Distinct Brain Regions Associated with Item and Relational Encoding Impairments in ASD

Friday, May 12, 2017: 5:00 PM-6:30 PM
Golden Gate Ballroom (Marriott Marquis Hotel)
J. Hogeveen1,2, J. D. Ragland2,3, T. A. Lesh2,3, T. A. Niendam2,3, C. S. Carter2,3, M. K. Krug4,5 and M. Solomon3,6,7, (1)UC Davis MIND Institute, Sacramento, CA, (2)Department of Psychiatry & Behavioral Sciences, UC Davis, Sacramento, CA, (3)Imaging Research Center, UC Davis, Sacramento, CA, (4)Department of Psychiatry & Behavioral Sciences, University of California, Davis, MIND Institute, Sacramento, CA, (5)MIND Institute, Sacramento, CA, (6)Department of Psychiatry & Behavioral Sciences, MIND Institute , Sacramento, CA, (7)Department of Psychiatry & Behavioral Sciences, MIND Institute, Sacramento, CA
Background: The human brain is adept at storing and retrieving information from experienced events, and this ‘episodic memory’ system is critical to adaptive functioning in everyday life. Individuals with autism spectrum disorders (ASD) demonstrate a marked impairment in episodic memory, but the neurocognitive bases of this impairment remain unclear. The Relational and Item-Specific Encoding (RiSE) task was developed to differentiate the abilities to remember specific stimuli (item-specific encoding) and associative memory for relationships between stimuli (relational encoding). In a recent study, individuals with ASD showed impaired performance on the RiSE, particularly in the item-specific encoding condition (Solomon, McCauley, Iosif, Carter, & Ragland, 2016).

Objectives: The present study was designed to further investigate item-specific and relational encoding in ASD, and to use functional magnetic resonance imaging (fMRI) to elucidate the neural bases of episodic memory impairments in this population.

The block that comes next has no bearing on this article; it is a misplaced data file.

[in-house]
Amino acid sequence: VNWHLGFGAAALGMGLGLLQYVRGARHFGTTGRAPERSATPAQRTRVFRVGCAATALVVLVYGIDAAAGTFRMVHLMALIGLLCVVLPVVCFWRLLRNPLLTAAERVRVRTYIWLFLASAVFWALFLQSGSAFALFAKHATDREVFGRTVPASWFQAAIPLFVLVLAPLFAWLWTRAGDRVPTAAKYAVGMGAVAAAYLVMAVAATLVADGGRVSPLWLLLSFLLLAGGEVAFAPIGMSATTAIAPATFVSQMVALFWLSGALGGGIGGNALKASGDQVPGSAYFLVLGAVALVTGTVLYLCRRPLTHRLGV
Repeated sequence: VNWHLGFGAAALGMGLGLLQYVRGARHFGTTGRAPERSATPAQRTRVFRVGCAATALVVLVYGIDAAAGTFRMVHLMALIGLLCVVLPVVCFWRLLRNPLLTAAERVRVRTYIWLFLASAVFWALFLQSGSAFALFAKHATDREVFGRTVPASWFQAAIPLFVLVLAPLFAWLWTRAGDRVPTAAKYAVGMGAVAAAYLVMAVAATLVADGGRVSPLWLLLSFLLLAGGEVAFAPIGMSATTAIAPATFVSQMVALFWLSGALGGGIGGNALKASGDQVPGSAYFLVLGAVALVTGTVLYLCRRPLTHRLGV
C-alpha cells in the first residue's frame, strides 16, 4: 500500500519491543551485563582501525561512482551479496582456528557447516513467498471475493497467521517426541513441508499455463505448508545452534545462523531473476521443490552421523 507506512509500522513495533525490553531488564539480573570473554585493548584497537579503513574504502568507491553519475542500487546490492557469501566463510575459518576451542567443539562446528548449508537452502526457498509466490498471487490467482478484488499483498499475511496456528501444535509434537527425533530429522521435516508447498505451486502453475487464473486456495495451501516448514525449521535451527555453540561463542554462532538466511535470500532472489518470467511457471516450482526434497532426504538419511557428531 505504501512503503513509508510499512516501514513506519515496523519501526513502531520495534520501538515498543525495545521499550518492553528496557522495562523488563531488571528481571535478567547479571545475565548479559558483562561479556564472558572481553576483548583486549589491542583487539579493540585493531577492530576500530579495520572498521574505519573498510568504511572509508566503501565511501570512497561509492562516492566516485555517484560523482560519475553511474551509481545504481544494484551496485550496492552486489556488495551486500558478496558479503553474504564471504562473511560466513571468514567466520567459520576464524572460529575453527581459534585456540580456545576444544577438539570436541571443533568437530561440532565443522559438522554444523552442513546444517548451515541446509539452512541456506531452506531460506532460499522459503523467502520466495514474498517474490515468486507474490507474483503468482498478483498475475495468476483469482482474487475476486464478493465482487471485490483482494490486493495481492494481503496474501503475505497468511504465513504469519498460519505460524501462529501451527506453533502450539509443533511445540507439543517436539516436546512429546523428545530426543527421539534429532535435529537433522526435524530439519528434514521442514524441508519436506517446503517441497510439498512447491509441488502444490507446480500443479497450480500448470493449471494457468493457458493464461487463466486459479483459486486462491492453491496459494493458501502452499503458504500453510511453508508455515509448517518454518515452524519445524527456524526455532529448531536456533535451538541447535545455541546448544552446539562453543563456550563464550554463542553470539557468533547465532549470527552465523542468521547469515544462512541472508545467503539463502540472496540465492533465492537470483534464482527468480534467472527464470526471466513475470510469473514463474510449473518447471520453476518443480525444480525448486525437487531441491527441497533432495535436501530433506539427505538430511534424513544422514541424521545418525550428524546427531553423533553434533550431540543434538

Methods: Data collection is ongoing, but currently 17 young adults and adolescents with ASD and 19 typically-developing participants (TYP) have completed the RiSE in an fMRI environment. The RiSE consists of two phases: i) an encoding phase where items are presented in pairs while participants are instructed to attend to the items themselves (“is one of the items living?”) or to the relationship between items (“can one item fit inside the other?”), and ii) an item recognition (IR) phase where studied items are intermixed with unstudied foils and participants judge whether each item is “old” or “new”. IR accuracy was analyzed using a 2 (encoding condition) x 2 (diagnosis) ANOVA, and preliminary fMRI data were analyzed using a mixed-effects model (FSL’s FLAME1, uncorrected p<.01) and a region-of-interest mask derived from 270 ‘episodic memory’ studies in the Neurosynth data archive.

Results: Behaviorally, we observed significant improvements in accuracy following relational encoding relative to item encoding (p<.001, h2=0.61), and a generalized impairment across encoding conditions in the ASD group (Item: p=.03, d=0.76; Relational: p=.04, d=0.72), with no evidence of an interaction (p=.67). Preliminary fMRI analyses revealed that item and relational encoding impairments were associated with distinct patterns of brain activity. In both the ASD and TYP groups, encoding recruited medial temporal lobe (MTL) and dorsolateral prefrontal cortex (dlPFC), with dlPFC demonstrating greater recruitment during relational vs. item encoding. Between groups, relational encoding was associated with greater recruitment of dlPFC in TYP relative to ASD, but similar levels of MTL recruitment. In contrast, the TYP group demonstrated greater MTL recruitment in the item-specific encoding condition than the ASD group.

Conclusions: The present study provides further evidence for an episodic memory impairment in ASD, which was observed regardless of whether information was encoded in an item-specific or relational fashion. Furthermore, the study provides novel fMRI evidence that distinct MTL and PFC subregions may be associated with item and relational encoding impairments in ASD, respectively, which could lead to a better understanding of the neural mechanisms underlying different types of memory failures in ASD. As data collection is ongoing, rigorous methodological standards for statistical power and multiple comparisons correction will be implemented prior to IMFAR 2017.